21 states accept the grid modernization challenge


The Federal-State Modern Grid Deployment Initiative received commitments from 21 states. The program aims to bring together states, federal entities and power sector stakeholders to help modernize the U.S. power grid in order to meet an onslaught of both challenges and opportunities the sector will face in coming years.

The 21 states include Arizona, California, Colorado, Connecticut, Delaware, Hawai‘i, Illinois, Kentucky, Maine, Maryland, Massachusetts, Michigan, New Jersey, New Mexico, New York, North Carolina, Oregon, Pennsylvania, Rhode Island, Washington, and Wisconsin.

These states have committed to prioritizing efforts to adopt modern grid solutions to expand grid capacity and build modern grid capabilities on both new and existing transmission and distribution lines.

“American economic competitiveness globally relies on access to low-cost, reliable power. The Federal-State Modern Grid Deployment Initiative announced earlier today and already supported by 21 states, is meaningful progress toward the upgraded and better-connected transmission system that lies at the heart of the vision of ACORE’s Macro Grid Initiative,” said Ray Long, President and CEO of the American Council on Renewable Energy (ACORE). “This announcement builds on the commendable commitment to upgrade 100,0000 miles of existing transmission lines by utilizing public-private partnerships to deploy readily available technologies, such as grid enhancing technologies and high-performance conductors.

U.S. power grid used today was built in the 1960s and 70s. The aging grid struggles to handle the extreme weather events caused by climate change, let alone the renewable energy needed to meet energy goals. According to the U.S. Department of Energy, 70% of transmission lines are over 25 years old and approaching the end of their typical lifecycle.

In the past, expanding the capacity of the U.S. power grid had relied on building new transmission lines with technologies that have not changed since the mid-twentieth century. However, with today’s new modern grid technologies such as high-performance conductors and grid-enhancing technologies enable double or more the amount of power than is handled on today’s transmission lines, the grid can be upgraded quickly and in a cost effective manner compared to constructing new transmission lines.

States can receive technical and analytical assistance from the U.S. Climate Alliance. In conjunction the Department of Energy(DOE) has many technical assistance programs that aim to support analysis for utilities, policy makers, regulators, state energy offices, and other stakeholders.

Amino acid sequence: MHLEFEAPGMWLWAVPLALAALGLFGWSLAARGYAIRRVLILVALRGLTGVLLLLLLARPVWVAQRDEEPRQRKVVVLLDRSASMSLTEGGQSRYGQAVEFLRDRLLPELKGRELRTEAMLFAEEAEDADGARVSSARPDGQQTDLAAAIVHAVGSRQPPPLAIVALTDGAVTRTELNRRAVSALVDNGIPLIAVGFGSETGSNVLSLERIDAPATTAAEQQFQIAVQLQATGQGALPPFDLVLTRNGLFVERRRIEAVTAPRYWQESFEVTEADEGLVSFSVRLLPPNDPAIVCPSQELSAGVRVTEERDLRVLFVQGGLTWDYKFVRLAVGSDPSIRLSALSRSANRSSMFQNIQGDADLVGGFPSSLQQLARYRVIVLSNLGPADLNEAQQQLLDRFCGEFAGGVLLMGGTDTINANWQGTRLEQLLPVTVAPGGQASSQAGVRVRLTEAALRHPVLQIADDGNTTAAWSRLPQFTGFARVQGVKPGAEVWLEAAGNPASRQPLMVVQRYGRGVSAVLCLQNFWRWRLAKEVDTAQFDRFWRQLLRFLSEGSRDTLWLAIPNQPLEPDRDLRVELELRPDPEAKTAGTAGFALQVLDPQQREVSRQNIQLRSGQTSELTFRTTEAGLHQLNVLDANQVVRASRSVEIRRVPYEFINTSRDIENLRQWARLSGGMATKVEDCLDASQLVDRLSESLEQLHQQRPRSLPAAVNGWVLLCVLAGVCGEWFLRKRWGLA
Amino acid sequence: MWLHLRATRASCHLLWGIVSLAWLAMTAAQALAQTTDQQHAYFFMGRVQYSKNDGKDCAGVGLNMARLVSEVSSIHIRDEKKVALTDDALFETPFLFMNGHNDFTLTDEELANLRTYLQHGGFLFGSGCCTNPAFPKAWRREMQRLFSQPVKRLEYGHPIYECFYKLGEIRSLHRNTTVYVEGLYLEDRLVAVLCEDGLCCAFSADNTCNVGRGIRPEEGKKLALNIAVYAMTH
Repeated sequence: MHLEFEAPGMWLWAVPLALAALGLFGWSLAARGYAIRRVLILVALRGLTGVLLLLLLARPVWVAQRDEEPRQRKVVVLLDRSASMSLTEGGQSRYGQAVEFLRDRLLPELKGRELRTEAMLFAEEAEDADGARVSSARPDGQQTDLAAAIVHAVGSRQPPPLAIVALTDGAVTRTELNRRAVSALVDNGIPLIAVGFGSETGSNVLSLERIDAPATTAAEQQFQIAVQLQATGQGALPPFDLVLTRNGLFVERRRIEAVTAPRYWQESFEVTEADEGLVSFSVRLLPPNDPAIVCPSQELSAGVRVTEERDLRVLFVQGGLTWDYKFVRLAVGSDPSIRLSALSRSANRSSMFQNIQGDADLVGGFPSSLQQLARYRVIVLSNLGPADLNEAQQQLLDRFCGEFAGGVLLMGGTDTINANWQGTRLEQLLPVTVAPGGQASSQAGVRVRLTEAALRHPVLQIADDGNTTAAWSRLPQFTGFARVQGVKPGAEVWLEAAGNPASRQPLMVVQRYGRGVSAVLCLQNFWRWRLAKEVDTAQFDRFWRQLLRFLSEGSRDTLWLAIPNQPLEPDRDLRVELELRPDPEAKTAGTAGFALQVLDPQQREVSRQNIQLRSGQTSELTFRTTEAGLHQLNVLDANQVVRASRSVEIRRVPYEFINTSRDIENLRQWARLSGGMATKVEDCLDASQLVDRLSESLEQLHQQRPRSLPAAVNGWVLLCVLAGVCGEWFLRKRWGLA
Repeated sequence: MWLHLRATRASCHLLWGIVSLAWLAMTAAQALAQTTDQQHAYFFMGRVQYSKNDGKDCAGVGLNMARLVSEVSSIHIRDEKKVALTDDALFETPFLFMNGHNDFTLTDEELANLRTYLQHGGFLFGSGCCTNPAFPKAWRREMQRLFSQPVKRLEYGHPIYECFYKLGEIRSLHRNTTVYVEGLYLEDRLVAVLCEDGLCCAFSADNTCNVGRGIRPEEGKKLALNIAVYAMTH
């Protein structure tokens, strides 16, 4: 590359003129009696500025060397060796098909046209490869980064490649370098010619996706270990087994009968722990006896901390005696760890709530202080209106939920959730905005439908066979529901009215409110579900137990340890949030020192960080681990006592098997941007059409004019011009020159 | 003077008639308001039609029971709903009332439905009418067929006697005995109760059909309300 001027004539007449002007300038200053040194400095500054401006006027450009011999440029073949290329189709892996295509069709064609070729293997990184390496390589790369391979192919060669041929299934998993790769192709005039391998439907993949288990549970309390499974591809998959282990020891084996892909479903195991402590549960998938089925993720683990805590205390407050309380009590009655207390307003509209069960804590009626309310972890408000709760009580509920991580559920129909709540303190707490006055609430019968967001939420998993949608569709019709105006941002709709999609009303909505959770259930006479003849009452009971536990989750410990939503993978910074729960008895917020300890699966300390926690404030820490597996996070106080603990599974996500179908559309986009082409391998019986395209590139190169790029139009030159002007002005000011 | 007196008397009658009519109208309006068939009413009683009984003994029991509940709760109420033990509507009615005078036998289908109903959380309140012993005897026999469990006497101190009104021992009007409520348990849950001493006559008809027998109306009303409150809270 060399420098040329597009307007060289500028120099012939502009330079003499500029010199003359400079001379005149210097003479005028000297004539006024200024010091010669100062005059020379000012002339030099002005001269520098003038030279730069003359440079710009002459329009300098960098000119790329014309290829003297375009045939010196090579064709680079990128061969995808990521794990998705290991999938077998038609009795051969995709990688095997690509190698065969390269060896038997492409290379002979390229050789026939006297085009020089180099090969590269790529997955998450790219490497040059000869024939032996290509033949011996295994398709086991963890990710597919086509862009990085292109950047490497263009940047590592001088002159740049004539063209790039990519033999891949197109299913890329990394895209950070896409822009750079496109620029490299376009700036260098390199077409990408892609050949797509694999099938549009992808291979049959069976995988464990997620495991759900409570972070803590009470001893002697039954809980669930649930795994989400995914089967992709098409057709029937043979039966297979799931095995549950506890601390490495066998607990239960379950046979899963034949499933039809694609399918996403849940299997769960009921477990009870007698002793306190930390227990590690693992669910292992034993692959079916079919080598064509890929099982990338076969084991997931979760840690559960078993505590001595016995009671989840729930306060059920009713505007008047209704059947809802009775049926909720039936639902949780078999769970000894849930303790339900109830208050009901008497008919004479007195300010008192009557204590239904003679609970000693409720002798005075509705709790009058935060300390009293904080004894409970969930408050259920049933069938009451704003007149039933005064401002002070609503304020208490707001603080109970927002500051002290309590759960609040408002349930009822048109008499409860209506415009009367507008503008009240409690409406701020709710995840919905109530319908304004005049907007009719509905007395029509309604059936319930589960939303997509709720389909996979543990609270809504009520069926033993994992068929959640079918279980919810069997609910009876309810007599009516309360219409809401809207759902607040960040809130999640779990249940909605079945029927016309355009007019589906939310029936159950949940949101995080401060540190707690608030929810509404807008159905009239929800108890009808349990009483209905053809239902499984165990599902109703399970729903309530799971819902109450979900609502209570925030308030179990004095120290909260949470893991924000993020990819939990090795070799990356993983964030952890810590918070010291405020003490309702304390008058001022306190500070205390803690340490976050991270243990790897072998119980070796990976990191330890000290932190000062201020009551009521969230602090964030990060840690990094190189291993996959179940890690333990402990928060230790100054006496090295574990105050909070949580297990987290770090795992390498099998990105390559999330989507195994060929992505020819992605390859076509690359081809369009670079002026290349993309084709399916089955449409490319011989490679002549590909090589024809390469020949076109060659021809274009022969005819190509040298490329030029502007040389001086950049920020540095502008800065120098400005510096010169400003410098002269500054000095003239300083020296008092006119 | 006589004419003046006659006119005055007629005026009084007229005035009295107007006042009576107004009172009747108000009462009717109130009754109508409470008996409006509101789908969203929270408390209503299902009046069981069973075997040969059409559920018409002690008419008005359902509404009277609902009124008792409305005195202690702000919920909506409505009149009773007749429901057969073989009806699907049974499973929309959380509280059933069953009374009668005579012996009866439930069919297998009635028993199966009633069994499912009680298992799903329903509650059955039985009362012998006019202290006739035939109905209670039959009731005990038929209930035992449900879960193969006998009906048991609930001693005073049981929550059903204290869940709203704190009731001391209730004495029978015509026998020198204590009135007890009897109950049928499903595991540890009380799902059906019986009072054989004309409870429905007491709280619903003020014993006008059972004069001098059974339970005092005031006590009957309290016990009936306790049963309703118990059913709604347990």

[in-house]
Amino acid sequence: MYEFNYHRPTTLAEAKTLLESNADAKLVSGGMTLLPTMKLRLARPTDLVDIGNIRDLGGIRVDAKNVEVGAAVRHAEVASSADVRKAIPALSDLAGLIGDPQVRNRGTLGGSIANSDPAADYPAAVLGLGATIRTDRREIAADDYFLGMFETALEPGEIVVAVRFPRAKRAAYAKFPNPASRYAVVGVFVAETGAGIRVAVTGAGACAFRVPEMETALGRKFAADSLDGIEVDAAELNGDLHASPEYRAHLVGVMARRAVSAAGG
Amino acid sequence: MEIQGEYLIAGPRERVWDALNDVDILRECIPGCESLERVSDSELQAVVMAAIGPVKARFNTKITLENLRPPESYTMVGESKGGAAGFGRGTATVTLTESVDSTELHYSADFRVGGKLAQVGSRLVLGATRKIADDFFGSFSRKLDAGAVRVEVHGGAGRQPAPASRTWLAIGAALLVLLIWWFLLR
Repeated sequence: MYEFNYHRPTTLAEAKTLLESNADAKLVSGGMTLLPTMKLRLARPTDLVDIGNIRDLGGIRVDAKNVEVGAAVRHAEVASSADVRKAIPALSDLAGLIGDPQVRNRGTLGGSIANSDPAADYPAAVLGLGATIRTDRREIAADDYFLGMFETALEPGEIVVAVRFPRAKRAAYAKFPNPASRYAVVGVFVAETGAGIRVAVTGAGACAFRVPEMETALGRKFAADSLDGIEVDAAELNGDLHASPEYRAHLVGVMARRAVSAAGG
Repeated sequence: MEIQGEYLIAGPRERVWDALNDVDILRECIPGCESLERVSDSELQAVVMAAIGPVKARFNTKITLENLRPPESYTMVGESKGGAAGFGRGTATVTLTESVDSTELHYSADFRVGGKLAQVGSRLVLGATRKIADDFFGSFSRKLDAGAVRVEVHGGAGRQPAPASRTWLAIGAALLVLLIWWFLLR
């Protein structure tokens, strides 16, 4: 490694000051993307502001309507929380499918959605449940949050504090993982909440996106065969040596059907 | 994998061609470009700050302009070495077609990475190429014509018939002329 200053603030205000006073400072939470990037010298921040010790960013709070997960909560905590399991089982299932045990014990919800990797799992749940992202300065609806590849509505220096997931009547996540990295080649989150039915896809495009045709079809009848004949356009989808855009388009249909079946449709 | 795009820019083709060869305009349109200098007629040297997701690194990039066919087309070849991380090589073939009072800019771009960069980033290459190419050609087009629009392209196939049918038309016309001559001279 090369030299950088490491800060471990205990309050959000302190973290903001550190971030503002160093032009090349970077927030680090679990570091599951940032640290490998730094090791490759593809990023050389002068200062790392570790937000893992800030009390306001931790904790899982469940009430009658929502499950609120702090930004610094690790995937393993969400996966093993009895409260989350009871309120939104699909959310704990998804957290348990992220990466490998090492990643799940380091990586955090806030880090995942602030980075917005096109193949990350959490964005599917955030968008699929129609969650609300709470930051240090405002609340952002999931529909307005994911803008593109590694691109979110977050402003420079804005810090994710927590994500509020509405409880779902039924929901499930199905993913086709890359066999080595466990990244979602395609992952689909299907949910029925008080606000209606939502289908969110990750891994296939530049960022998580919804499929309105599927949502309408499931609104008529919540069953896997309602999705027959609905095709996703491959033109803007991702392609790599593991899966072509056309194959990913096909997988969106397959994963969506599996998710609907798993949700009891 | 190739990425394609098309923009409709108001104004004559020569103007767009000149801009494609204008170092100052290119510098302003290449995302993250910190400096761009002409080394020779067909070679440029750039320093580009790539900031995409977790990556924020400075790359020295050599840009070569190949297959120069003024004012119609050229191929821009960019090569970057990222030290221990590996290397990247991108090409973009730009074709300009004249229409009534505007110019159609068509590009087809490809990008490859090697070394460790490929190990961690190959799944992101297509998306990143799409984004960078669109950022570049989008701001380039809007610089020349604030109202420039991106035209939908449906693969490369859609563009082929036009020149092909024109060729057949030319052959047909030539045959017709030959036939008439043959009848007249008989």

Funding to help states deploy advanced grid technologies is made possible through the Inflation Reduction Act (IRA) and Bipartisan Infrastructure Law (BIL). For example, the DOE’s Grid Deployment Office is administering $10.5 billion in competitive grant funding through the Grid Resilience and Innovation Partnerships (GRIP) Program.

The DOE Loan Programs Office has $250 billion of loan guarantee authority to provide low-interest financing to projects that upgrade existing energy infrastructure, with program guidance that highlights reconductoring as a qualifying project example. The Department of Agriculture’s Empowering Rural America (New ERA) program provides $9.7 billion in low interest loans or grants and represents the largest investment in rural electrification since 1936, with eligibility for transmission system upgrades.

Funding is also available through the Grid Resilience and Innovation Partnership (GRIP) program, which recently closed applications for up to $2.7 billion in DOE grant funding under a second round. The intention of the program is to fund projects that will upgrade and modernize the transmission and distribution system to increase reliability and resilience to prepare the grid for extreme weather as well as to ensure delivery of affordable, clean electricity to all communities across the nation.

Grid-enhancing technologies (GETs) were cited by an RMI study as potentially capable of saving project developers collectively hundreds of millions of dollars in interconnection costs compared to default network upgrades, while the project-level savings “could be the difference” that allows a developer to build a project instead of dropping out of the queue. The study notes that GETs can also be installed more quickly than other network upgrades.

The Federal Energy Regulatory Commission (FERC) recently issued a final rule on Regional Transmission Planning and Cost Allocation, Order 1920, which adopts requirements for how transmission providers must conduct long-term planning for regional transmission facilities, consider the use of advanced conductors and Grid Enhancing Technologies.

The Solar Energy Industries Association (SEIA) has been involved with this rulemaking proceeding over the past two years, advocating for reforms to the transmission planning process to account for all the benefits that clean energy offers.

“We’re pleased FERC took several steps to improve America’s outdated transmission system, including following SEIA’s recommendations requiring transmission providers to engage in long-term regional planning,” said Melissa Alfano, senior director of energy markets and counsel for SEIA.

[Also read: 50 states of grid modernization]

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